[erlang-questions] enif_send rules questions
Wed Jan 25 18:24:16 CET 2017
The lifetime of the thread doesn't matter.
"env The environment of the calling process. Must be NULL only if
calling from a created thread."
enif_send(env, ...) uses argument 'env' to make assumptions about
the thread context, such as seized locks for example. When calling
from an Erlang process, the main lock of the process is held.
On 01/25/2017 05:14 PM, Daniel Goertzen wrote:
> I see another scenario here: What happens in the context of enif_send() in
> a scoped thread? That is, in my NIF function I spin up a thread that does
> an enif_send() and exits before my NIF function returns. The process
> environment is in fact in scope for the enif_send, but I'm also in a
> created thread. Should I plug in the process environment or null?
> On Sat, Jan 14, 2017 at 1:04 AM Jason Orendorff <jason.orendorff@REDACTED>
>> On Fri, Jan 13, 2017 at 10:09 AM, Sverker Eriksson <
>> sverker.eriksson@REDACTED> wrote:
>> On 01/12/2017 08:21 PM, Jason Orendorff wrote:
>> 4. We suspect it's actually totally safe to pass a process-independent
>> environment as the first parameter, regardless of whether there's a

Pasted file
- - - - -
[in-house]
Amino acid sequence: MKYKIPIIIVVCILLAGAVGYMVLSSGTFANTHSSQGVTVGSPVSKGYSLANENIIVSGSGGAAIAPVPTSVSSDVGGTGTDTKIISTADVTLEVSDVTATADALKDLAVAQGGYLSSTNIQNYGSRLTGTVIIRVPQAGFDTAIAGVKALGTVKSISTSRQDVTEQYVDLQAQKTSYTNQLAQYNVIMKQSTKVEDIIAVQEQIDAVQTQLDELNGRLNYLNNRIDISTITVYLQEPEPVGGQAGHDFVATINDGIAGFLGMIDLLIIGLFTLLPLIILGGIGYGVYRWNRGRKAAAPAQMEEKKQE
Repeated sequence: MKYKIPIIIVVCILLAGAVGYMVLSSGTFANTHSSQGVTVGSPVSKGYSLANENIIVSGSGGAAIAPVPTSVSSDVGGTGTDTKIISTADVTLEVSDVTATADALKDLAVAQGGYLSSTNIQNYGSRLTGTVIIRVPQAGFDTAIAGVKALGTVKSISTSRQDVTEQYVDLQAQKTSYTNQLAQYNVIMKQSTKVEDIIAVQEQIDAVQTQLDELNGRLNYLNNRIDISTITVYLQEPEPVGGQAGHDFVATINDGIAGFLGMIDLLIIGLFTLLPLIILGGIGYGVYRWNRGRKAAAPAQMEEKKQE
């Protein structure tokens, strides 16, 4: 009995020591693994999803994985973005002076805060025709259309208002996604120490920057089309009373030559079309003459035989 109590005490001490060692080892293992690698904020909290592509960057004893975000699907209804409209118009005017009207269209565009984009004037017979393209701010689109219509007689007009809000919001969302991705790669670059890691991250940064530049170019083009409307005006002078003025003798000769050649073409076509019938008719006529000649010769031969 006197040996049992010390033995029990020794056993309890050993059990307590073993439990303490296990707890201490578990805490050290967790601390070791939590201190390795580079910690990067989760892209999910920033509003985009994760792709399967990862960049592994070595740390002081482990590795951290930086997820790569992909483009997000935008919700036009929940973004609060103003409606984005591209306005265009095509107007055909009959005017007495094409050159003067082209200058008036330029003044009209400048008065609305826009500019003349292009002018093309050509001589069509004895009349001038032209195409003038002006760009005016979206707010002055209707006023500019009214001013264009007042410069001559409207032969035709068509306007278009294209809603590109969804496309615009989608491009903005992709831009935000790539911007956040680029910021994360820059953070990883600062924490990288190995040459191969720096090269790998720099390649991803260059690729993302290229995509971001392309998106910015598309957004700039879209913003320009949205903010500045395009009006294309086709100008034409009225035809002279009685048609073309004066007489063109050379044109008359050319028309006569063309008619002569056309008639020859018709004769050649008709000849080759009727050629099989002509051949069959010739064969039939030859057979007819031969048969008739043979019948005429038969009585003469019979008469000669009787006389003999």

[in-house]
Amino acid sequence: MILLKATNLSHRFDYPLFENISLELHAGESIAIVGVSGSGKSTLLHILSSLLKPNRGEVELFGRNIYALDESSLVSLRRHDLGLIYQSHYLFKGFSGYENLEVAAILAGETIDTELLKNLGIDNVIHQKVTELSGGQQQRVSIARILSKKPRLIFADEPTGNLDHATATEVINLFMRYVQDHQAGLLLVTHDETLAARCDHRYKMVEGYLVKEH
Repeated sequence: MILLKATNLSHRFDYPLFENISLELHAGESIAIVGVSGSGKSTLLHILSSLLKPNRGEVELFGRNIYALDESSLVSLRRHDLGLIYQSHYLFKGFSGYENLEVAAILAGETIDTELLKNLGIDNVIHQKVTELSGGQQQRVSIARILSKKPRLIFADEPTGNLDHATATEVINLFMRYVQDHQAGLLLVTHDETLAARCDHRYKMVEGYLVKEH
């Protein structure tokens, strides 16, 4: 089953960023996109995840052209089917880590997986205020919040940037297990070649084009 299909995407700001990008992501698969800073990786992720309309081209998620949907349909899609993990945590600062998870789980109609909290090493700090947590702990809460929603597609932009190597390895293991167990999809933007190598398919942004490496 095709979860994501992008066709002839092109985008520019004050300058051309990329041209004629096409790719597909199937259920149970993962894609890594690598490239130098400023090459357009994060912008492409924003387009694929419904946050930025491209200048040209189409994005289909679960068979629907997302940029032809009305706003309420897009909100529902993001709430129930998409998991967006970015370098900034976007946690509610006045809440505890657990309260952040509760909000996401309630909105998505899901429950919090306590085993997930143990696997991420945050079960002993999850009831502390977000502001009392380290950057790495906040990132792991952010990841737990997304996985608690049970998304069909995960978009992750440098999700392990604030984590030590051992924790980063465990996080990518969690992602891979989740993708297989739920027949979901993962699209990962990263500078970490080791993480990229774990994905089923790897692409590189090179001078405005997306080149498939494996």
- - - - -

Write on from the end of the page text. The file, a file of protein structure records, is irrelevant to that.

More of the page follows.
>> "calling process" or we're "calling from a created thread". Is it?
>> If so, would you accept a patch to document that that's OK?
>> I'm not super excited about such a guarantee, at least not right now.
>> Thank you for the quick, thoughtful response. I appreciate your time.
>> Is there a way to enforce this rule for our users that we've missed? When
>> our `send` method is called, I think we have to figure out if there's a
>> calling process, and if so, its environment. I don't see a way to do it
>> storing that information in TLS ahead of time -- at a cost to every NIF
>> We could make code that runs on created threads statically different from
>> code that runs in the Erlang scheduler's threads, e.g. by making
>> `NifCallEnv`, `AllocatedEnvInNifThread`, and `AllocatedEnvInCreatedThread`
>> three different types, of which only 2 have `.send()` methods. But this
>> seems horrible.
>> We have considered several possible approaches, all about as bad as that.
>> erlang-questions mailing list
More information about the erlang-questions